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Old 05-27-2015, 05:05 PM   #21
Join Date: Sep 2014
Posts: 14
PDBreske, I'm interested in your setup, and how you configured the seats and direct access from cab to box, I have seen a few that use the rubber semi accordion looking thingimabob connectors, for lack of a better word. I am concerned about heat loss, leak potentials and durability issues.

Beautifully clean dt466! I will have to try out the simple green power wash, do you have to cover and avoid certain areas with electrical connections, or greased areas or delicate rubber boots / covers?

I am planning on getting everything square and reinforced with the ceiling. The current box has a thin aluminum roof with U channel shaped galvanized steel cross member beams running the width of the box, every ~2 feet. I have considered fastening 2x4 cross member reinforcements 1.5" flat in between the galvanized steel U crossmember beams which also attach to the vertical 2x4's on the sides of the box. I would then put in 1.5" spray foam insulation on the ceiling then square it off with a thinner ply ~1/4" plywood. What was your ceiling design?
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Old 05-27-2015, 05:55 PM   #22
Join Date: Sep 2014
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Kubla, my plan for insulation is somewhat lopsided but intentional. On the left side of the box, I plan on running vertical 2x4's on edge, with 1.5" flush up against the side walls of the box truck with the 3.5" length protruding from the wall, which will also be drilled with holes to route the plumbing and electrical, as well as have 1.5" of spray closed cell foam insulation over the framing. The right side of the truck will have the 2x4 vertical framing run flat with the 3.5" side flat against the sides of the box wall, also filled in with ~1.5" closed cell foam insulation, then covered with 1/2" plywood. I would ideally like to get up to at least 2-2.5" of closed cell spray foam insulation on the 3.5" left side. This lopsided insulation could present an ideal seasonal configuration depending on the season and climate. In the winter in a cold climate, I would want to have the side with less insulation perpendicular to the greatest sun exposure, thus providing the most solar gain and thermal diffusion through that side of the insulation, with the thicker 3.5" side be the north facing wall, and would provide the most insulatin and least heat loss.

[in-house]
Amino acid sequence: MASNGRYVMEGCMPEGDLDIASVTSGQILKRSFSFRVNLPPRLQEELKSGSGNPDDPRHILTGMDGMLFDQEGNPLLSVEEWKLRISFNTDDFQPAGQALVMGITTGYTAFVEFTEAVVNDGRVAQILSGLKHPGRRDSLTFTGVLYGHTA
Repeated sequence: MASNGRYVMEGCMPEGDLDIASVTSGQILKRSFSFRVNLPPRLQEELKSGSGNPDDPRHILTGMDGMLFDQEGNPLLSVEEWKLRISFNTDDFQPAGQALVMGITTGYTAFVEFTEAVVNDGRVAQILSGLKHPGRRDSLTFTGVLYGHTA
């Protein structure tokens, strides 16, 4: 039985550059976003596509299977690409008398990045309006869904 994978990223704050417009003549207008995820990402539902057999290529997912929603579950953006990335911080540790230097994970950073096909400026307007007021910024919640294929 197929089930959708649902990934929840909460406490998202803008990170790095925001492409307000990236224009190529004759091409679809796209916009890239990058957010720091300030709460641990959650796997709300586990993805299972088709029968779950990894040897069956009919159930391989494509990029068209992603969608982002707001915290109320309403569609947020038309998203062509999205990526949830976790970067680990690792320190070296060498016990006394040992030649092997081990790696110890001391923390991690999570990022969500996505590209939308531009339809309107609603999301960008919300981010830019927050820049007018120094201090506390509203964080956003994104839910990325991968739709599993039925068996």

On the ceiling I would like to do something similar however adding a radiative barrier or paint on the roof. What do you think?
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Old 05-27-2015, 06:18 PM   #23
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Originally Posted by bzbussin View Post
Crazycal, does your engine have a sticker on top of the block that says the horsepower specs at 190? I have 4 stickers on the top of my block that says 250hp, will try and get some pics when I get back from vacation. What is the mechanical difference between these two engines, or is it all the turbo and fueling adjustment?

Bus is in storage right now. I think there was a sticker with different HP ratings and mine had a hole punched out where 190HP was. I think different injectors, timing, maybe turbo for higher HP.
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Old 05-27-2015, 09:33 PM   #24
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Join Date: Feb 2015
Location: Cincinnati, Ohio
Posts: 668
Year: 2000
Coachwork: Blue Bird
Chassis: International
Engine: TE 444
Rated Cap: 12
if you have the crazy split radiator like I do, you have to watch upping the horsepower as the radiator is not big enough to handle the higher heat load
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Old 05-28-2015, 12:05 AM   #25
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Location: Stony Plain Alberta Canada
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Year: 1992
Coachwork: Bluebird
Chassis: TC2000 FE
Engine: 190hp 5.9 Cummins
Rated Cap: 72
Sadly the front engine 5.9 Cummins powered TC2000's had cooling systems 3 times the size of some of them split cooling systems found in front of the DT360 and the DT466.